Why did Steve get in touch?
Steve is almost 50 and used to be employed where he had a workplace pension.
However, on joining the family business, his membership of this pension ceased. Keen to continue planning for his retirement, Steve took advice from the bank the business had used for many years. Over a period of time Steve set up a number of insurance policies, as well as a Stakeholder pension, albeit with a relatively small contribution.
We first met with Steve over five years ago and it’s fair to say he wasn’t engaged in the retirement planning process; a fact reflected by his low level of pension contributions.
However, fast forward a few years and Steve had started to think more seriously about planning for the future. Seeking an independent perspective, he decided to contact us, rather than the bank.
Steve’s problem was simple. His ability to achieve his retirement goals were all linked to the continued success of the business. If it failed, in a worse-case scenario, all of the business assets could be lost and his future plans scuppered.
How did we help?
Steve wanted to plan for the future, but he was still sceptical about pensions.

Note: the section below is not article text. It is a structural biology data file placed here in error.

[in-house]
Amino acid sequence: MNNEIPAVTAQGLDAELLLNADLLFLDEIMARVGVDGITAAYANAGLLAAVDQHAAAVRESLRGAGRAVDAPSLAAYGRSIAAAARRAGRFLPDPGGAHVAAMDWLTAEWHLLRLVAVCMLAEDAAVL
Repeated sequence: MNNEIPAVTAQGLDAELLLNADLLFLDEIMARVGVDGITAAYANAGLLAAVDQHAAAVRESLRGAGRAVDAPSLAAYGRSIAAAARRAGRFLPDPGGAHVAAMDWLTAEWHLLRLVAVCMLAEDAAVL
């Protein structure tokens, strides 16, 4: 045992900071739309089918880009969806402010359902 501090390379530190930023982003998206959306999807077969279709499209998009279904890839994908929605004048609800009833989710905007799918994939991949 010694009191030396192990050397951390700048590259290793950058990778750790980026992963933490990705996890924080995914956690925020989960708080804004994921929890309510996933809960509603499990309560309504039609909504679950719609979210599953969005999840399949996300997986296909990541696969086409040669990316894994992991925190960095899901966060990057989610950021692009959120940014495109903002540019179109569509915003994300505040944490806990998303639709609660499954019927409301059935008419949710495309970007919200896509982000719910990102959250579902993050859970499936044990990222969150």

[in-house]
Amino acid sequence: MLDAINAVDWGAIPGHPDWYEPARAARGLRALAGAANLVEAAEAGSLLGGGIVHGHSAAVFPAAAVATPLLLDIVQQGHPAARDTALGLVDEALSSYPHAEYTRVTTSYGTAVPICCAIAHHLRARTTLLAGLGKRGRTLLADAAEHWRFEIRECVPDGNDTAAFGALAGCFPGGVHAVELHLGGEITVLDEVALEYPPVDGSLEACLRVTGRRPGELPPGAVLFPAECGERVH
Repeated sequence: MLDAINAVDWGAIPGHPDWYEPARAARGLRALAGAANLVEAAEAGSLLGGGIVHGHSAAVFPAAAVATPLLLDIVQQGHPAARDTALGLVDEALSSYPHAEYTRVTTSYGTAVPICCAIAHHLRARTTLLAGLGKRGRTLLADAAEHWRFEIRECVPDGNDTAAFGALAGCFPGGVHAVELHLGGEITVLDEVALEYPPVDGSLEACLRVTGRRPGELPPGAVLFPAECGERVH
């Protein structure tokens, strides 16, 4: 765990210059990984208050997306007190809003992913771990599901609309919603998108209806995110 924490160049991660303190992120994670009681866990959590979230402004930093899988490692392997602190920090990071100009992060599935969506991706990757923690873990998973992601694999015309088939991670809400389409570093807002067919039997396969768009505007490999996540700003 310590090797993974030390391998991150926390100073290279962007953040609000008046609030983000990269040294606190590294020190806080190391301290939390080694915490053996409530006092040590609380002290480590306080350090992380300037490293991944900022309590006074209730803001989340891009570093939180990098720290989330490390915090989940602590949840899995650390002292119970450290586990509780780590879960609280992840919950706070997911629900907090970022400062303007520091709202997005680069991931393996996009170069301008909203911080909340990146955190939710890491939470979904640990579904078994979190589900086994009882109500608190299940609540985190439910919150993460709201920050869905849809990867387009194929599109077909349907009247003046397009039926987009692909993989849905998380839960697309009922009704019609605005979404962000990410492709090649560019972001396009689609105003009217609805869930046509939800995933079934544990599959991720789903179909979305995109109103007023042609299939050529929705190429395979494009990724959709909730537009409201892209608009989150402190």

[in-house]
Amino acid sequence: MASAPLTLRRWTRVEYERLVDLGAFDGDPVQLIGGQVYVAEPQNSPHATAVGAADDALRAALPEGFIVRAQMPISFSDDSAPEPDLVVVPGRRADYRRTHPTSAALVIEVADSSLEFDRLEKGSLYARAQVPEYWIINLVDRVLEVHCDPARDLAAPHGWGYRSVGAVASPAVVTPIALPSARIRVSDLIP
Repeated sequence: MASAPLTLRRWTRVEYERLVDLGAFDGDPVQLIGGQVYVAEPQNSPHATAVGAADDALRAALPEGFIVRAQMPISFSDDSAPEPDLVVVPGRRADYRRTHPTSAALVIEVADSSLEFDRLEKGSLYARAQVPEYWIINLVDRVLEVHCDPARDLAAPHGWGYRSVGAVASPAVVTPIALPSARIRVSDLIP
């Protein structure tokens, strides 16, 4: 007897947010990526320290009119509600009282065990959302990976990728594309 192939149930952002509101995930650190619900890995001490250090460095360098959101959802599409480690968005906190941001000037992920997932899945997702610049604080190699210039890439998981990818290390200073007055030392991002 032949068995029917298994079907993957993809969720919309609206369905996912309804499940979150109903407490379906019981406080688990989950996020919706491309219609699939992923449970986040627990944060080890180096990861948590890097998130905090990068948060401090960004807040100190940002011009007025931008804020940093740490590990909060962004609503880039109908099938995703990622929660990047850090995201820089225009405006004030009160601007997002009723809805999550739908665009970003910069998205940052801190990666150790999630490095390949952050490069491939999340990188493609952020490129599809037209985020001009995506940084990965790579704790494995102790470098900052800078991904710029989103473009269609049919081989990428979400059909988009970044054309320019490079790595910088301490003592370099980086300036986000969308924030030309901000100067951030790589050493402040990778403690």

Much of his wealth, away from the business, was tied up in a commercial property. We showed Steve how the interaction of pensions and property could be used to his benefit. We arranged for Steve to make an ‘in-specie’ contribution of the commercial property, which was unrelated to the main business and let out to a third party, into a Self-Invested Personal Pension, or SIPP for short.
This action meant that the asset was ‘ring fenced’ from creditors should anything happen to the business. It saved Steve £48,000 in corporation tax! And, finally, the rent paid by the tenant now goes straight into the pension, with no tax due.
Our advice opened Steve’s eyes to the benefit of pensions and he now makes significant regular contributions as an employer to his own pension, reducing his gross profit and therefore corporation tax bill.
How did Steve benefit from our advice?
He now knows that regardless of what happens to his business, he has safeguarded one of his assets, which is now growing in his pension pot in a tax-efficient manner, aiming to get the kind of retirement he wants for himself and his wife.
Although there are no concerns with placing commercial property into a SIPP as a consolidation exercise, however it affects the overall risk give the asset allocation. It may be worthwhile highlighting this fact. Over time, it should reduce where profits are diverted into alternative asset classes.
A pension is a long-term investment not normally accessible until 55. The value of your investment (and any income from them) can go down as well as up and you may not get back the full amount you invested. The Financial Conduct Authority does not regulate tax advice.